How to write abstract

A good abstract provides an idea of why the original research this paper is based upon provides an added value to the conference and the ongoing dialogue in the field. It is obviously not easy to squeeze the research of an entire PhD thesis into a few lines. You will need to focus on one specific angle, answering four straightforward questions:
a) What is the problem you address?
b) What method(s) do you use to research this problem?
c) What data have you been able to produce or process?
d) What (intermediary) findings will you be able to discuss?
In answering these four questions in a succinct manner, the usual 200 to 300 words of an abstract are quickly used up.
And take your time! A good abstract is not written in just a few minutes. Even experienced researchers prefer to go over it several times.

Most authors agree that it is harder to write a short description of something than a long one. Here's a tip: for your first draft, don't be overly concerned about the length. Just make sure you include all the key information. Then take your draft and start crossing out words, phrases, and sentences that are less important than others. Look for places where you can combine sentences in ways that shorten the total length. Put it aside for a while, then come back and re-read your draft. With a fresh eye, you'll probably find new places to cut. Before you know it you will have a tightly written abstract.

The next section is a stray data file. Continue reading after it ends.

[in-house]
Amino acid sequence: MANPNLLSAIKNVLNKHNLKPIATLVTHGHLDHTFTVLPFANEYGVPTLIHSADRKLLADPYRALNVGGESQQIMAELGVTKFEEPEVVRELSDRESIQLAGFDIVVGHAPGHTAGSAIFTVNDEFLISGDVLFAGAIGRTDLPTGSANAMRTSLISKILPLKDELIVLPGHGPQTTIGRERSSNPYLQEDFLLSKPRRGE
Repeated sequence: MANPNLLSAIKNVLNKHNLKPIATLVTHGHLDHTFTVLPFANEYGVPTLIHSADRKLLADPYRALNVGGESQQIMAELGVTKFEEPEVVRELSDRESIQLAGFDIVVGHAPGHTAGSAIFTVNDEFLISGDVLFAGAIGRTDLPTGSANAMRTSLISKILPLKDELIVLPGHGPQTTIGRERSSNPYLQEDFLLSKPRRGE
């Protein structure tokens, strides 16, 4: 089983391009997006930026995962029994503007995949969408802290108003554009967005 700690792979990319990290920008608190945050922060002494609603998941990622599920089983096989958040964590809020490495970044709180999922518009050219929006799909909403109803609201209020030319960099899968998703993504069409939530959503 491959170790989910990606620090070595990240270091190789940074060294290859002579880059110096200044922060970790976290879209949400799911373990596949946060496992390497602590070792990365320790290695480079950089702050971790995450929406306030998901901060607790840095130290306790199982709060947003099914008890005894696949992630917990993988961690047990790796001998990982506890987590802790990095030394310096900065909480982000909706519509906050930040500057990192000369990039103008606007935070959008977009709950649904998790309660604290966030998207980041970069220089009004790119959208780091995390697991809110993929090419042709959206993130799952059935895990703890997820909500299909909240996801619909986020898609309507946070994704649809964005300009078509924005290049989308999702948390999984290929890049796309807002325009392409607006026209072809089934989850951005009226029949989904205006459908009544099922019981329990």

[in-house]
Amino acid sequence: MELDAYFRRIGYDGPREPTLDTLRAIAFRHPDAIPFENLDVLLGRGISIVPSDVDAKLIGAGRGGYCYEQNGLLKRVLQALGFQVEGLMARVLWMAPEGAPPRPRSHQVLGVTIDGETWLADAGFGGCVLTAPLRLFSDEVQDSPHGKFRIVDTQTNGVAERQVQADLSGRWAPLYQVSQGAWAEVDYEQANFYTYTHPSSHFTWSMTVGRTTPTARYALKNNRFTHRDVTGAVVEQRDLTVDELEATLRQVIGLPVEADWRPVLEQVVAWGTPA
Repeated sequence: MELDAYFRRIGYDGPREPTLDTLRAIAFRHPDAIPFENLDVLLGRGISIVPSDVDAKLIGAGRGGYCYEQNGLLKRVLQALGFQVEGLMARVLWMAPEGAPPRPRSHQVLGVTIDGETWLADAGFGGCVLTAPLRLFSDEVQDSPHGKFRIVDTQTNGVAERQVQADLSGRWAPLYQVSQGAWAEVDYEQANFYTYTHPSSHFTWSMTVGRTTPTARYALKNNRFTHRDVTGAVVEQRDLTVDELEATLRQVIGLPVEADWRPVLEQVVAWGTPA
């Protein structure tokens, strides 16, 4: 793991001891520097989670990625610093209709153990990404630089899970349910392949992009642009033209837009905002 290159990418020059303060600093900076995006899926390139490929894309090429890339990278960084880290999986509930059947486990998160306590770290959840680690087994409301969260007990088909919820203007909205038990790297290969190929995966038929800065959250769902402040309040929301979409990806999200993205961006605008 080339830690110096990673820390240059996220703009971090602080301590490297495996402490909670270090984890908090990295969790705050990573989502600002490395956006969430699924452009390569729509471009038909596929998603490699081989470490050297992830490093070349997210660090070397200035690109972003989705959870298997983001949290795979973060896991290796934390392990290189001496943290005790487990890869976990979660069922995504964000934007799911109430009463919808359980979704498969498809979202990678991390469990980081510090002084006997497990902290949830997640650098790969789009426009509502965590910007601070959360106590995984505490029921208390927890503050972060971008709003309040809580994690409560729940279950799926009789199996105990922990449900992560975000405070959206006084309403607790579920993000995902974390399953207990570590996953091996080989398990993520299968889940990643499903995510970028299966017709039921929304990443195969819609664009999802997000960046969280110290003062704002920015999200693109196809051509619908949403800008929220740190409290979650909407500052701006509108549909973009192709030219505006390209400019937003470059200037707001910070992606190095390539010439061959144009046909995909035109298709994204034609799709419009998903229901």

“context—that is, information on the historical period, the geographic region, the social conditions surrounding the human creations being investigated
“subject—the literary or artistic works being discussed, their creators and dates
claim for significance—announcement about the uniqueness of the period or your approach to it
“theoretical framework—often more suggested than stated, the theory you are using to discuss the subject, such as feminist or psychoanalytic approaches
argument—what your analysis of the subject revealed about the subject, current approaches to the subject, or society
“proofs—your evidence for your argument about the subject, or the elements of the subject that you analyze (textual passages) (p. 57)”

How to write abstract

how to write abstract


how to write abstracthow to write abstracthow to write abstracthow to write abstract